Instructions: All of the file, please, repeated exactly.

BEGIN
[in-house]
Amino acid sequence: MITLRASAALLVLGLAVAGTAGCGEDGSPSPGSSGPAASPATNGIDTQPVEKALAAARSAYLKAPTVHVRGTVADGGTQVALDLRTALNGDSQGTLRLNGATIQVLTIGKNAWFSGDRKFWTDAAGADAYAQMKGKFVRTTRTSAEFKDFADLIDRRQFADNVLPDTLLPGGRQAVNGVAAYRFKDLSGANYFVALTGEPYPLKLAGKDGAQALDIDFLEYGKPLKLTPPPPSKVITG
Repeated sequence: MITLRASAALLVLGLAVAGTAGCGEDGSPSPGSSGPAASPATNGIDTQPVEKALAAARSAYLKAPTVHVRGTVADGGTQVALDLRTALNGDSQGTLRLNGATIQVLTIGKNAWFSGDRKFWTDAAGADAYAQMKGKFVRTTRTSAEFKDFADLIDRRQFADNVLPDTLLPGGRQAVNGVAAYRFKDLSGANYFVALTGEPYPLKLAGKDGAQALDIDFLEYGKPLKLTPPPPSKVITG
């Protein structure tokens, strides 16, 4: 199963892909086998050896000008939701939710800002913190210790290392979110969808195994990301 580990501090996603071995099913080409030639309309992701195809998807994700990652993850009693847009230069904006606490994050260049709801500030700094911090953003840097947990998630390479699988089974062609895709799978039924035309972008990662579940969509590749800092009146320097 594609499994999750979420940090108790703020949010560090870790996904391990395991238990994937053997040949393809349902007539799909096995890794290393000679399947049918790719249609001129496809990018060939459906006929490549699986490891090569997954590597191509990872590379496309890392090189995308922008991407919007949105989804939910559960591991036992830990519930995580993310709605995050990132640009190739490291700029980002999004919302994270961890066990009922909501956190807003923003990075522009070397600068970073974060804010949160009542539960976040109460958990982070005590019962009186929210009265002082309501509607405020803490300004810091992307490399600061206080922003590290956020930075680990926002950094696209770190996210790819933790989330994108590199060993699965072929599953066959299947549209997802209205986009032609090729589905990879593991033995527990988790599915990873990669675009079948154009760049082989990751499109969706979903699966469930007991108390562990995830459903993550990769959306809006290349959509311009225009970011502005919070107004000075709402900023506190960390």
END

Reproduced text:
[in-house]
Amino acid sequence: MITLRASAALLVLGLAVAGTAGCGEDGSPSPGSSGPAASPATNGIDTQPVEKALAAARSAYLKAPTVHVRGTVADGGTQVALDLRTALNGDSQGTLRLNGATIQVLTIGKNAWFSGDRKFWTDAAGADAYAQMKGKFVRTTRTSAEFKDFADLIDRRQFADNVLPDTLLPGGRQAVNGVAAYRFKDLSGANYFVALTGEPYPLKLAGKDGAQALDIDFLEYGKPLKLTPPPPSKVITG
Repeated sequence: MITLRASAALLVLGLAVAGTAGCGEDGSPSPGSSGPAASPATNGIDTQPVEKALAAARSAYLKAPTVHVRGTVADGGTQVALDLRTALNGDSQGTLRLNGATIQVLTIGKNAWFSGDRKFWTDAAGADAYAQMKGKFVRTTRTSAEFKDFADLIDRRQFADNVLPDTLLPGGRQAVNGVAAYRFKDLSGANYFVALTGEPYPLKLAGKDGAQALDIDFLEYGKPLKLTPPPPSKVITG
């Protein structure tokens, strides 16, 4: 199963892909086998050896000008939701939710800002913190210790290392979110969808195994990301 580990501090996603071995099913080409030639309309992701195809998807994700990652993850009693847009230069904006606490994050260049709801500030700094911090953003840097947990998630390479699988089974062609895709799978039924035309972008990662579940969509590749800092009146320097 594609499994999750979420940090108790703020949010560090870790996904391990395991238990994937053997040949393809349902007539799909096995890794290393000679399947049918790719249609001129496809990018060939459906006929490549699986490891090569997954590597191509990872590379496309890392090189995308922008991407919007949105989804939910559960591991036992830990519930995580993310709605995050990132640009190739490291700029980002999004919302994270961890066990009922909501956190807003923003990075522009070397600068970073974060804010949160009542539960976040109460958990982070005590019962009186929210009265002082309501509607405020803490300004810091992307490399600061206080922003590290956020930075680990926002950094696209770190996210790819933790989330994108590199060993699965072929599953066959299947549209997802209205986009032609090729589905990879593991033995527990988790599915990873990669675009079948154009760049082989990751499109969706979903699966469930007991108390562990995830459903993550990769959306809006290349959509311009225009970011502005919070107004000075709402900023506190960390």